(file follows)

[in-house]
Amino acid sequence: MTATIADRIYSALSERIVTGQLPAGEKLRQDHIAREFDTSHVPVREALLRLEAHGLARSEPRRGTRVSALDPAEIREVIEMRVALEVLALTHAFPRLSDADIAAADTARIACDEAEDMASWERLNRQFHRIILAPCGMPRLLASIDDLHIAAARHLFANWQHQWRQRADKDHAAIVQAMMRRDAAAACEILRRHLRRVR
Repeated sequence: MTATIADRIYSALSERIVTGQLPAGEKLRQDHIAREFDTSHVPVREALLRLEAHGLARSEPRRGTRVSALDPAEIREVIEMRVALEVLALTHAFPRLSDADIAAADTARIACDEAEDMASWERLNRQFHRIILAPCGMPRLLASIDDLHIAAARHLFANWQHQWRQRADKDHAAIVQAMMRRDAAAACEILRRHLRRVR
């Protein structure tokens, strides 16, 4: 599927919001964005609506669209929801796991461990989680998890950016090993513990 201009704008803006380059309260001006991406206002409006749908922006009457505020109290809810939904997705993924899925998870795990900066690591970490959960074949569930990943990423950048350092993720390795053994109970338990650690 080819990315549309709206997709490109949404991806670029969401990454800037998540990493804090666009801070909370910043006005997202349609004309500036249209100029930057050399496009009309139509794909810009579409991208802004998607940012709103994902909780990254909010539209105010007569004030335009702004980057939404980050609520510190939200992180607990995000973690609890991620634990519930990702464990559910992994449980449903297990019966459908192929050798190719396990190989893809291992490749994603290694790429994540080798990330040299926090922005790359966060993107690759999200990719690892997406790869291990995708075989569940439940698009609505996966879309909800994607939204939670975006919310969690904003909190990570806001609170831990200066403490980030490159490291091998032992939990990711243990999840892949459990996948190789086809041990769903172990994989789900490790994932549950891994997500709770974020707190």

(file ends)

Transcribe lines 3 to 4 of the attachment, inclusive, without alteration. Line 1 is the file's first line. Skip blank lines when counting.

Repeated sequence: MTATIADRIYSALSERIVTGQLPAGEKLRQDHIAREFDTSHVPVREALLRLEAHGLARSEPRRGTRVSALDPAEIREVIEMRVALEVLALTHAFPRLSDADIAAADTARIACDEAEDMASWERLNRQFHRIILAPCGMPRLLASIDDLHIAAARHLFANWQHQWRQRADKDHAAIVQAMMRRDAAAACEILRRHLRRVR
């Protein structure tokens, strides 16, 4: 599927919001964005609506669209929801796991461990989680998890950016090993513990 201009704008803006380059309260001006991406206002409006749908922006009457505020109290809810939904997705993924899925998870795990900066690591970490959960074949569930990943990423950048350092993720390795053994109970338990650690 080819990315549309709206997709490109949404991806670029969401990454800037998540990493804090666009801070909370910043006005997202349609004309500036249209100029930057050399496009009309139509794909810009579409991208802004998607940012709103994902909780990254909010539209105010007569004030335009702004980057939404980050609520510190939200992180607990995000973690609890991620634990519930990702464990559910992994449980449903297990019966459908192929050798190719396990190989893809291992490749994603290694790429994540080798990330040299926090922005790359966060993107690759999200990719690892997406790869291990995708075989569940439940698009609505996966879309909800994607939204939670975006919310969690904003909190990570806001609170831990200066403490980030490159490291091998032992939990990711243990999840892949459990996948190789086809041990769903172990994989789900490790994932549950891994997500709770974020707190």